SpaceX Launches 7th Operational Crew Rotation mission for NASA
Kennedy Space Center, FL. – In the early morning hours of August 26, 2023, SpaceX launched the Crew-7 mission to the International Space Station (ISS). The launch occurred at 3:27 AM EDT from Launch Complex 39-A with the crew aboard the Dragon capsule “Endurance”. This is the seventh crew rotation for NASA and is the first flight with an astronaut and cosmonaut representing four separate nations. The astronauts for this mission are: NASA astronaut Jasmin Moghbeli from the United States, ESA (European Space Agency) astronaut Andreas Mogensen from Denmark, JAXA (Japan Aerospace Exploration Agency) astronaut Satoshi Furukawa, and Roscosmos cosmonaut Konstantin Borisov of Russia.
These four astronauts will spend a few months on the ISS conducting a variety of experiments aboard the orbiting laboratory. Meanwhile the Crew Six astronauts will begin to transition to prepare to leave the ISS and have a planned splashdown off the Florida coastline.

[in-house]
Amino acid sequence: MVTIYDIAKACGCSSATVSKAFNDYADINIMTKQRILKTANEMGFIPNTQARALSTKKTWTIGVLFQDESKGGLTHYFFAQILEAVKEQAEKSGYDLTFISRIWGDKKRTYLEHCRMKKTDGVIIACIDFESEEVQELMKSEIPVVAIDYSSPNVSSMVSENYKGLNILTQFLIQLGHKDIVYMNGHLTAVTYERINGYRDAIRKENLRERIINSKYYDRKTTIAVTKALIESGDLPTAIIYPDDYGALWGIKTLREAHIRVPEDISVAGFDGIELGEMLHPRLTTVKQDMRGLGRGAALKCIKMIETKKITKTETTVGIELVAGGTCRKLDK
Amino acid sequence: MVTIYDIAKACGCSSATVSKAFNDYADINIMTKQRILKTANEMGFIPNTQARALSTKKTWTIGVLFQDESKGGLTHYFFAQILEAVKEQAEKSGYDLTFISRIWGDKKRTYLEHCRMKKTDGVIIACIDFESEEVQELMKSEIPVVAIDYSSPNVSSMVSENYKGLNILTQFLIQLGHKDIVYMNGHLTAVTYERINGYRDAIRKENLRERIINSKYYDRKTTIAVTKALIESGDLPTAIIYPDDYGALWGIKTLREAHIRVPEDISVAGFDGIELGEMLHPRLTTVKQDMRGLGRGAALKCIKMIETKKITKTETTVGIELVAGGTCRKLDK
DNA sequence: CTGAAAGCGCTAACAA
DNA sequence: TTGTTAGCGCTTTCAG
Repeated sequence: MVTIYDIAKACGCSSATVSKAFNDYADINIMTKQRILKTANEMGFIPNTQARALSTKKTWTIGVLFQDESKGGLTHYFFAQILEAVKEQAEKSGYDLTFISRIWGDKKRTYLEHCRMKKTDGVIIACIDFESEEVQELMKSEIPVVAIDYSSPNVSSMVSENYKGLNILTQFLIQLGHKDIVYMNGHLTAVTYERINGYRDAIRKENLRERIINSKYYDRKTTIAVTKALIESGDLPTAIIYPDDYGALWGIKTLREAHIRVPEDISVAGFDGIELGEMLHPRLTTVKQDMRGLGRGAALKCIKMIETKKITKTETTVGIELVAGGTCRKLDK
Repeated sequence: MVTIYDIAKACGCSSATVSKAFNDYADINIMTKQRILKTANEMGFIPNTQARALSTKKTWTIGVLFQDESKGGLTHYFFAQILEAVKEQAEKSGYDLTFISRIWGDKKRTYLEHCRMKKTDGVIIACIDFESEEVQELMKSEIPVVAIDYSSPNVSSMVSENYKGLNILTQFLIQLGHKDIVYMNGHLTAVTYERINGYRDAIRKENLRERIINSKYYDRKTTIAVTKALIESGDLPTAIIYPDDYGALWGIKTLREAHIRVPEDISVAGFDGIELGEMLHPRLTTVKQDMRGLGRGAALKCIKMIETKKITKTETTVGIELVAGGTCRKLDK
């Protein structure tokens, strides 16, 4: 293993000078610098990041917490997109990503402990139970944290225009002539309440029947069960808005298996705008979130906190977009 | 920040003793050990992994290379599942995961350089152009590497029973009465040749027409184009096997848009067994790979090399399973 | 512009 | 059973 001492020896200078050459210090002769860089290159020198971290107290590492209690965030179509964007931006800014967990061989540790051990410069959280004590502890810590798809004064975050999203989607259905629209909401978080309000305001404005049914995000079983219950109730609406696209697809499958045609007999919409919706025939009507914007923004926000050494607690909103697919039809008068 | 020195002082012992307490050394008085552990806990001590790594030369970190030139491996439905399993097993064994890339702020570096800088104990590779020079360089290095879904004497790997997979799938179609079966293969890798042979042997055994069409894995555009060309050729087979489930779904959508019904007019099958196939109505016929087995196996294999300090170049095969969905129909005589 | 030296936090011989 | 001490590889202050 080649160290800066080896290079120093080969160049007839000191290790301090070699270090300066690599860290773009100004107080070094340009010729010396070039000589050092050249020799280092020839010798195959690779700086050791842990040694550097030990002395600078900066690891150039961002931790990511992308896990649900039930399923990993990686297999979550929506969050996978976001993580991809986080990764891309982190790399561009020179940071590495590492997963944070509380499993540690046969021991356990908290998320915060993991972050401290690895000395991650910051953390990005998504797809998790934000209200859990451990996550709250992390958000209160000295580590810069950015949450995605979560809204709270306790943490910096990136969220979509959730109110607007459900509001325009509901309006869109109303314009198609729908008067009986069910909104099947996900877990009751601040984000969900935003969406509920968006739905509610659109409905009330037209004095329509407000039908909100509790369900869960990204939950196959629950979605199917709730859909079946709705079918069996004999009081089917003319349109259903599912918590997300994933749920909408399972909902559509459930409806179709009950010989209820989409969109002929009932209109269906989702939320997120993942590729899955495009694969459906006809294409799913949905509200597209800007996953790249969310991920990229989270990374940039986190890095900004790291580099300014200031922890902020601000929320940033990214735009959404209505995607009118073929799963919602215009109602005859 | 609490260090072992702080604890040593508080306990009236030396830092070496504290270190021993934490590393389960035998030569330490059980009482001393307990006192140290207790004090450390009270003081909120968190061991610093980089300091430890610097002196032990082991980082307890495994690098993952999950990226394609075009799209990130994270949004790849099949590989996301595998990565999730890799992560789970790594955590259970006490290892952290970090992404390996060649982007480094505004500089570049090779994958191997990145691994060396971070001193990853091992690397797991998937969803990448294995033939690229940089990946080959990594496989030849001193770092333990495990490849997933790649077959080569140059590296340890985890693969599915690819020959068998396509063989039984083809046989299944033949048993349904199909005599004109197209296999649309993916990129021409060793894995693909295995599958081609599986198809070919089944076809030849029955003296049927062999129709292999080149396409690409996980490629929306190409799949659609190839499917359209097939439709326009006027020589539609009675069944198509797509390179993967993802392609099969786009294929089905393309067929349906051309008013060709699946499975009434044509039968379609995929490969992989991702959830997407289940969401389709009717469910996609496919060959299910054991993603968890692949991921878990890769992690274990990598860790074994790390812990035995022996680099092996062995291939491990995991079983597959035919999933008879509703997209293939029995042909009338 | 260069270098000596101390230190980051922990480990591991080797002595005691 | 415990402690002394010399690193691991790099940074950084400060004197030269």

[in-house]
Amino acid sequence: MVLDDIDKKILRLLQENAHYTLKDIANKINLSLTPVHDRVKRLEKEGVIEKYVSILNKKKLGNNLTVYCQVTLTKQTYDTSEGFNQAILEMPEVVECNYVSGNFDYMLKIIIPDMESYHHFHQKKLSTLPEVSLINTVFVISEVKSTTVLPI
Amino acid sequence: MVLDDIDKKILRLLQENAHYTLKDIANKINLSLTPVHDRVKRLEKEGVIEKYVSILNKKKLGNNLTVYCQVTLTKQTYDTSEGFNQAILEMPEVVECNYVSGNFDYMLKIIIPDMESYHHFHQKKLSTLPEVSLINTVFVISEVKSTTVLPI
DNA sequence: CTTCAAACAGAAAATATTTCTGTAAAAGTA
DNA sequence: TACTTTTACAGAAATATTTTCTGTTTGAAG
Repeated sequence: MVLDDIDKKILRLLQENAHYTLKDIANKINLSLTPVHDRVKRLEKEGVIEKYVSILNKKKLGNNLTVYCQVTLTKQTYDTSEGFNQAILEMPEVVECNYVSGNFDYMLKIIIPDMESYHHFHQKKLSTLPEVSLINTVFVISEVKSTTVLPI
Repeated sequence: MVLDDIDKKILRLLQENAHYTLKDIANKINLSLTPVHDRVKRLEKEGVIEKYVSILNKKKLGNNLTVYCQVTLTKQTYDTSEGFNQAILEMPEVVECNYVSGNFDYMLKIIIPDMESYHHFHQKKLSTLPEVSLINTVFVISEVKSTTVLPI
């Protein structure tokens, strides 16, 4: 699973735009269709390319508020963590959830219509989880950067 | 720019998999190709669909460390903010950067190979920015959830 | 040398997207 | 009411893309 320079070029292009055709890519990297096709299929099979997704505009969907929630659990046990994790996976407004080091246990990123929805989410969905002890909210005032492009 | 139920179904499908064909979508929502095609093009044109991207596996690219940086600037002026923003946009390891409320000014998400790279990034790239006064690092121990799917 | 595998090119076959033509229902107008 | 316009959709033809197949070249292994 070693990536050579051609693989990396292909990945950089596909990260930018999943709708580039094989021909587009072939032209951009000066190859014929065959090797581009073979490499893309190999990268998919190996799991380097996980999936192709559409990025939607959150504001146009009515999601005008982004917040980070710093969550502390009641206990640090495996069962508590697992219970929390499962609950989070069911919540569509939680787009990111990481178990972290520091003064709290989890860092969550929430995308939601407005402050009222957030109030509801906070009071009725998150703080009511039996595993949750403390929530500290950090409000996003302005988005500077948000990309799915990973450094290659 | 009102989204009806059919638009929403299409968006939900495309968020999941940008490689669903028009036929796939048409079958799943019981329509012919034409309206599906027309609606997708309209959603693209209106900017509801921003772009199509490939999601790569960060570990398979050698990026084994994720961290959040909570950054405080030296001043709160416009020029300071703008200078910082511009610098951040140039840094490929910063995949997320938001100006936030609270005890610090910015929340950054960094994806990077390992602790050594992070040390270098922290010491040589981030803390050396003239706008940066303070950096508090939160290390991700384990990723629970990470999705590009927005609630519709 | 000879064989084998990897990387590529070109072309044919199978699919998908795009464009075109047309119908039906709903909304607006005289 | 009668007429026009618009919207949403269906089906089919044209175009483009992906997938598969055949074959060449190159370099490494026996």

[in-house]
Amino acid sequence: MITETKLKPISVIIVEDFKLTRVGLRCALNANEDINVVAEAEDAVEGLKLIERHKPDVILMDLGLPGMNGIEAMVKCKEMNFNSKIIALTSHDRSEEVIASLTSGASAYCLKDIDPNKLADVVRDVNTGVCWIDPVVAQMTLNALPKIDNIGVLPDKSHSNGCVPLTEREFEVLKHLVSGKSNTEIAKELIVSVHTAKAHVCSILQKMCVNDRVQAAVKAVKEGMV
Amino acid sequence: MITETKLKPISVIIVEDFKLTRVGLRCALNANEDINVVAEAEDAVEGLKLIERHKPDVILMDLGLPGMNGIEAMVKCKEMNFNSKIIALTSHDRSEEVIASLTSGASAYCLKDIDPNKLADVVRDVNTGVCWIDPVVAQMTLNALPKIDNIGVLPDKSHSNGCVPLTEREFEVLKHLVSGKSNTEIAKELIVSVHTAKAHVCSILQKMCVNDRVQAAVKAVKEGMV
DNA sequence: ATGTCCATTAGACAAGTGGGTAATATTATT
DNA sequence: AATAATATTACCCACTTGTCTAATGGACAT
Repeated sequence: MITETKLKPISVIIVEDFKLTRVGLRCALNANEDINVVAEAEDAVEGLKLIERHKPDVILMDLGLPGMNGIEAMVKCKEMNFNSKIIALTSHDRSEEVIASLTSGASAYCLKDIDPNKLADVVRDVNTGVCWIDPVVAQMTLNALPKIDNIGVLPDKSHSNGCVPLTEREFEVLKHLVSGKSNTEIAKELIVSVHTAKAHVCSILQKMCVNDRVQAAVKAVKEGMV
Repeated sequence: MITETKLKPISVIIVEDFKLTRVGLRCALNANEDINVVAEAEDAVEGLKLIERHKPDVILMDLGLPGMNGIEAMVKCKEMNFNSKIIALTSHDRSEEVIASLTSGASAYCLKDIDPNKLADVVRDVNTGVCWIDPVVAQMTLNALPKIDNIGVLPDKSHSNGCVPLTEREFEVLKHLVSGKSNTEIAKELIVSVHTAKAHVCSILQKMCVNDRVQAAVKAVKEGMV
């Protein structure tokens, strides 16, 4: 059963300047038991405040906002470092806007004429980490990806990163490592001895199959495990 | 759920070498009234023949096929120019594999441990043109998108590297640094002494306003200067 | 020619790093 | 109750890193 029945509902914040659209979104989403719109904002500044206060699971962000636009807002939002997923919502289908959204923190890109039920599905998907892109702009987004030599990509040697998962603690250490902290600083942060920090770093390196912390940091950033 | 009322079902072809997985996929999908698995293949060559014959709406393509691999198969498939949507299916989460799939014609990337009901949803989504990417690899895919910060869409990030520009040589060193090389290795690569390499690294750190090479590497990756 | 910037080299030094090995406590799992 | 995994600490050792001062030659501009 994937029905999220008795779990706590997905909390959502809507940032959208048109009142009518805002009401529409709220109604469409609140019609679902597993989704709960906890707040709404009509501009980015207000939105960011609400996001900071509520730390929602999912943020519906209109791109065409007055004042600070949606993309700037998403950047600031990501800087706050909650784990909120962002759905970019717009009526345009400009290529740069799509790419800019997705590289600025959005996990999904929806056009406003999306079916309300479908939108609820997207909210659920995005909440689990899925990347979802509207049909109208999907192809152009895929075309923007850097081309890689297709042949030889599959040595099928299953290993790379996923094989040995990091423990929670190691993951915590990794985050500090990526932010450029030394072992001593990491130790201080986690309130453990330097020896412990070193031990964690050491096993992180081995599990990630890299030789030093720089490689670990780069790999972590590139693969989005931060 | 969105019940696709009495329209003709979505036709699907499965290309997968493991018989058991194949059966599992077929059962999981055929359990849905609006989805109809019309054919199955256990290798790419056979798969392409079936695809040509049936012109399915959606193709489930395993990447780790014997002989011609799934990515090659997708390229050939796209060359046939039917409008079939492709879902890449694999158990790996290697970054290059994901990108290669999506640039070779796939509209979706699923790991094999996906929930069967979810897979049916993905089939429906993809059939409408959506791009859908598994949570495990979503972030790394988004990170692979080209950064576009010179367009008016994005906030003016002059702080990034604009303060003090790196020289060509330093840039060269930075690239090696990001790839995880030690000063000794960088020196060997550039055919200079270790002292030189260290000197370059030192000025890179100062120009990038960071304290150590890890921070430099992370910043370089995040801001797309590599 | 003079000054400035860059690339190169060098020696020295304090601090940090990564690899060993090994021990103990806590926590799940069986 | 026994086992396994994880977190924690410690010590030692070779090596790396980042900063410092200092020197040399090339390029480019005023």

In a statement from NASA: “Crew-7 is a shining example of the power of both American ingenuity and what we can accomplish when we work together,” said NASA Administrator Bill Nelson. “Aboard station, the crew will conduct more than 200 science experiments and technology demonstrations to prepare for missions to the Moon, Mars, and beyond, all while benefitting humanity on Earth. By partnering with countries around the world, NASA is engaging the best scientific minds to enable our bold missions, and it’s clear that we can do more – and we can learn more – when we work together.”
In a statement from Space Operations Mission Directorate: “The International Space Station is an incredible science and technology platform that requires people from all around the world to maintain and maximize its benefits to people on Earth,” said Ken Bowersox, associate administrator, Space Operations Mission Directorate at NASA Headquarters in Washington. “It’s great seeing Crew-7 launch with four crew members representing four countries who will live and work on humanity’s home in space as we continue the nearly 23 years of a continuous human presence aboard the microgravity laboratory.”
Shortly after launch, the first stage booster made its’ return known as it created a sonic boom heard across the Space Coast having made a successful landing at Landing Zone -1 at Cape Canaveral Space Force Station.
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